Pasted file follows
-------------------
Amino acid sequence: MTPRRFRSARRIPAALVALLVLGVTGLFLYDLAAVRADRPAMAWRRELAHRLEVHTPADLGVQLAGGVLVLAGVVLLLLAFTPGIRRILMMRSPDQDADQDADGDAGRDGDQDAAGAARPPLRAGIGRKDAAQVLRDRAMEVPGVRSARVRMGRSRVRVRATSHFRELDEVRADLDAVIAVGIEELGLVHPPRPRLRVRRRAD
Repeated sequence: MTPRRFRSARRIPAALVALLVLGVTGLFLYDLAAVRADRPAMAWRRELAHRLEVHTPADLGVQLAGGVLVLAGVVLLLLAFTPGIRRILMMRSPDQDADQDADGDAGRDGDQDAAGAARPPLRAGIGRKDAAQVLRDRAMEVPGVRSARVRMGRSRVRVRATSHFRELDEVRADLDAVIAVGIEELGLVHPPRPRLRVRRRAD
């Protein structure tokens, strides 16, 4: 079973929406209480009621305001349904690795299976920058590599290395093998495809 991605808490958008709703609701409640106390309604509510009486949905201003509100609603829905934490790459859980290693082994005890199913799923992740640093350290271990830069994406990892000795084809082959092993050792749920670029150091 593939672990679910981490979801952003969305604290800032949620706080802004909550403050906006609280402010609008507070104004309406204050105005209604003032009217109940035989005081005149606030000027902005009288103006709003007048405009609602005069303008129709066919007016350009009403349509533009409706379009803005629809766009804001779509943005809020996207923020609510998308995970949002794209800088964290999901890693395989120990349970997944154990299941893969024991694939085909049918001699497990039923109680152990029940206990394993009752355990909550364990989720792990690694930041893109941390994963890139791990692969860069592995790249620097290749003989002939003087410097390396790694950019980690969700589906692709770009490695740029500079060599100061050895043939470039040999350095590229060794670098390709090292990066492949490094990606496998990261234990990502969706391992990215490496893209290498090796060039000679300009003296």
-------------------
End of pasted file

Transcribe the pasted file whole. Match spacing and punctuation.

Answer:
Amino acid sequence: MTPRRFRSARRIPAALVALLVLGVTGLFLYDLAAVRADRPAMAWRRELAHRLEVHTPADLGVQLAGGVLVLAGVVLLLLAFTPGIRRILMMRSPDQDADQDADGDAGRDGDQDAAGAARPPLRAGIGRKDAAQVLRDRAMEVPGVRSARVRMGRSRVRVRATSHFRELDEVRADLDAVIAVGIEELGLVHPPRPRLRVRRRAD
Repeated sequence: MTPRRFRSARRIPAALVALLVLGVTGLFLYDLAAVRADRPAMAWRRELAHRLEVHTPADLGVQLAGGVLVLAGVVLLLLAFTPGIRRILMMRSPDQDADQDADGDAGRDGDQDAAGAARPPLRAGIGRKDAAQVLRDRAMEVPGVRSARVRMGRSRVRVRATSHFRELDEVRADLDAVIAVGIEELGLVHPPRPRLRVRRRAD
């Protein structure tokens, strides 16, 4: 079973929406209480009621305001349904690795299976920058590599290395093998495809 991605808490958008709703609701409640106390309604509510009486949905201003509100609603829905934490790459859980290693082994005890199913799923992740640093350290271990830069994406990892000795084809082959092993050792749920670029150091 593939672990679910981490979801952003969305604290800032949620706080802004909550403050906006609280402010609008507070104004309406204050105005209604003032009217109940035989005081005149606030000027902005009288103006709003007048405009609602005069303008129709066919007016350009009403349509533009409706379009803005629809766009804001779509943005809020996207923020609510998308995970949002794209800088964290999901890693395989120990349970997944154990299941893969024991694939085909049918001699497990039923109680152990029940206990394993009752355990909550364990989720792990690694930041893109941390994963890139791990692969860069592995790249620097290749003989002939003087410097390396790694950019980690969700589906692709770009490695740029500079060599100061050895043939470039040999350095590229060794670098390709090292990066492949490094990606496998990261234990990502969706391992990215490496893209290498090796060039000679300009003296």